One of the responsibilities I had as the Director of Business Performance at Yotpo was to predict the amount of new business the sales department would generate each month. I got quite good at getting within only a few percentage points of the actual amount without needing to build complex models or machine learning.
In this post I'm going to show you my process and how you can start becoming a Nostradamus in your own organization.
Before we dive in it is important to mention that the goal of this post is to give you the tools to become as accurate as you can in predicting your company's sales numbers. In no way do I promise that my approach is perfect and even if you follow it you will still have months where your prediction will be off by a large margin. What I can promise is once you're done going through this post you will be smarter in how you look at your sales data and dramatically improve your prediction accuracy.
The first step in being able to predict your sales is to identify the leading indicates to your new revenue. I define leading indicators as factors which directly influence one or more specific KPIs. The amount of traffic and the visitor-to-customer conversion rate would be leading indicators to the new revenue KPI for an eCommerce business, as an example.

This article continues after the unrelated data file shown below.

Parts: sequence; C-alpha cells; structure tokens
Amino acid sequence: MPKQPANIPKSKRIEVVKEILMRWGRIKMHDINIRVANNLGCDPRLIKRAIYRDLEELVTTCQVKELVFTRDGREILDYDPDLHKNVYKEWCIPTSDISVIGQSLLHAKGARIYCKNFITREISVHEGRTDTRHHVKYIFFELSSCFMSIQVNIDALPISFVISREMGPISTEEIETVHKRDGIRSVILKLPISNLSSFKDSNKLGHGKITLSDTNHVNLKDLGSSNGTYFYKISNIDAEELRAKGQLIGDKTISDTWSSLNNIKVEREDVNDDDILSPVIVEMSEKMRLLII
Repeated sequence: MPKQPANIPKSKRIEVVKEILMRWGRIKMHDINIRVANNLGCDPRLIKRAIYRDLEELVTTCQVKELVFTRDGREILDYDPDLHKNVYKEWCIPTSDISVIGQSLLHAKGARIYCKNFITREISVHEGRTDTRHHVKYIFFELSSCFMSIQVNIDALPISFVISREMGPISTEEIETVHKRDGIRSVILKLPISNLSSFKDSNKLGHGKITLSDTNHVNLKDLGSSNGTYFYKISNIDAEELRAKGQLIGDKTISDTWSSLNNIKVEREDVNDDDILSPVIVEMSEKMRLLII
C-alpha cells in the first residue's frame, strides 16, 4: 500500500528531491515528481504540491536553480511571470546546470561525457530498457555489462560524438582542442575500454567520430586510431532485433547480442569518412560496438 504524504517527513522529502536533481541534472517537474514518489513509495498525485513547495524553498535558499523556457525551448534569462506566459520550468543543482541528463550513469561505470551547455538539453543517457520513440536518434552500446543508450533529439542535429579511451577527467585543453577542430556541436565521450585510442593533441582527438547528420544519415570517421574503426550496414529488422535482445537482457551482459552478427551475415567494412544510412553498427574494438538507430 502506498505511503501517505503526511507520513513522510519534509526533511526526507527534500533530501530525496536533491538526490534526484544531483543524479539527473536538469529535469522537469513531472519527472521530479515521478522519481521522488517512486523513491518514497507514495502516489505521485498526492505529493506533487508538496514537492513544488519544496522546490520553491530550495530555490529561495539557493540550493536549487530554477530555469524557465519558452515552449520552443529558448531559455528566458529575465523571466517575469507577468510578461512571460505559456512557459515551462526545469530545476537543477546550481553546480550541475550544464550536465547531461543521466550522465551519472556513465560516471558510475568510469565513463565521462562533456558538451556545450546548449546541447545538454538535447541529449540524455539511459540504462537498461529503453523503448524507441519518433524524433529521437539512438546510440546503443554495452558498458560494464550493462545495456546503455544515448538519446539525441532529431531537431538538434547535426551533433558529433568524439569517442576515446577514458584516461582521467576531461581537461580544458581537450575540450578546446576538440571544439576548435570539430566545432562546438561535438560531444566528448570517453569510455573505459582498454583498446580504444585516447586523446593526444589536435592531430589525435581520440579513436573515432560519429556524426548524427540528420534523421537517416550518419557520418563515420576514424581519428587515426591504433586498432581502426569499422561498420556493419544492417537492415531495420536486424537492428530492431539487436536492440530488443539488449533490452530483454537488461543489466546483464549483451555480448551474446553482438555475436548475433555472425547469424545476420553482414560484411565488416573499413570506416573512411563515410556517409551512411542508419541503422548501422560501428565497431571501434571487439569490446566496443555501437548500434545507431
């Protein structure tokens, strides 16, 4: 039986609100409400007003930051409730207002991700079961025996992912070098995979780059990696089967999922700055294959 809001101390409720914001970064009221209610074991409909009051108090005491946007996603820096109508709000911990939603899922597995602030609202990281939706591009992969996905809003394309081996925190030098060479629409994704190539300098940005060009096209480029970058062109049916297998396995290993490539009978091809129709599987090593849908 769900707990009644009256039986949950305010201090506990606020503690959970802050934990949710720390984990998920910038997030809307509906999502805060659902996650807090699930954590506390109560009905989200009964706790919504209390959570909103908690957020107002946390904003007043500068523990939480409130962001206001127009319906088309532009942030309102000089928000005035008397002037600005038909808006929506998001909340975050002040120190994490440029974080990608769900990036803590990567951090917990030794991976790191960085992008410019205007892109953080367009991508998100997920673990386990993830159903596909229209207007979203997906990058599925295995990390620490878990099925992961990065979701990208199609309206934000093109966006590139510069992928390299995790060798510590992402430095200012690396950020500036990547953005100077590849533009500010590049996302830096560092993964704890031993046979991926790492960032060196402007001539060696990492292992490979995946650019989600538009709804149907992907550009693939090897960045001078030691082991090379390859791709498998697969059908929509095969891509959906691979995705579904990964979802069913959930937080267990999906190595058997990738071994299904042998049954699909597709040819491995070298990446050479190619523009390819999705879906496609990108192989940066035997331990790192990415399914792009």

Some of the leading indicators for new revenue of a typical SaaS business include:
You, as the head of data at your company want to know these numbers like the back of your hand. It is also important to monitor the changes in these metrics the best you can. To monitor the trends of complex conversion rates is very challenging without advanced BI tools and well structured data.
If you don't have a good idea of the values for the metrics I listed above then forget about predicting your revenues, your focus needs to be on better understanding your business.
Now that you have identified and calculated the leading indicators, the next step is to write down values for other key variables.
You want to investigate each of the variables listed below and understand their influence.
At this point you should have something like the information shown below:
Total leads in pipeline: 154
Total leads in pipeline (new, as in pending first email / phone call): 35 (22% of pipeline)
Total leads pending demo (scheduled to have a demo): 15
# of account executives with under 30 leads: 3 (John, James, Maxine)
Total opportunities in pipeline: 89
Total opportunities in pipeline in potential revenue: $1,345,950
Breakdown by stage and age:
Opportunity to won rate (constraint of 90 days which is equivalent to 89% of sales): 27%
Contract Sent to Won rate: 76%
Negotiating to Won rate: 47%
Time to won: 89% of sales occur within 90 days, 75% of sales occur within 30 days
Flat at 8% with a constraint of 30 days.
Selling days: 22 selling days
This is an end of quarter month which are stronger months for the company's sales team.
No major shifts in discounting trends.
The marketing department are planning the following:
Once you've got values for all the different variables you want to look at historical trends that will help enrich your understanding of the data.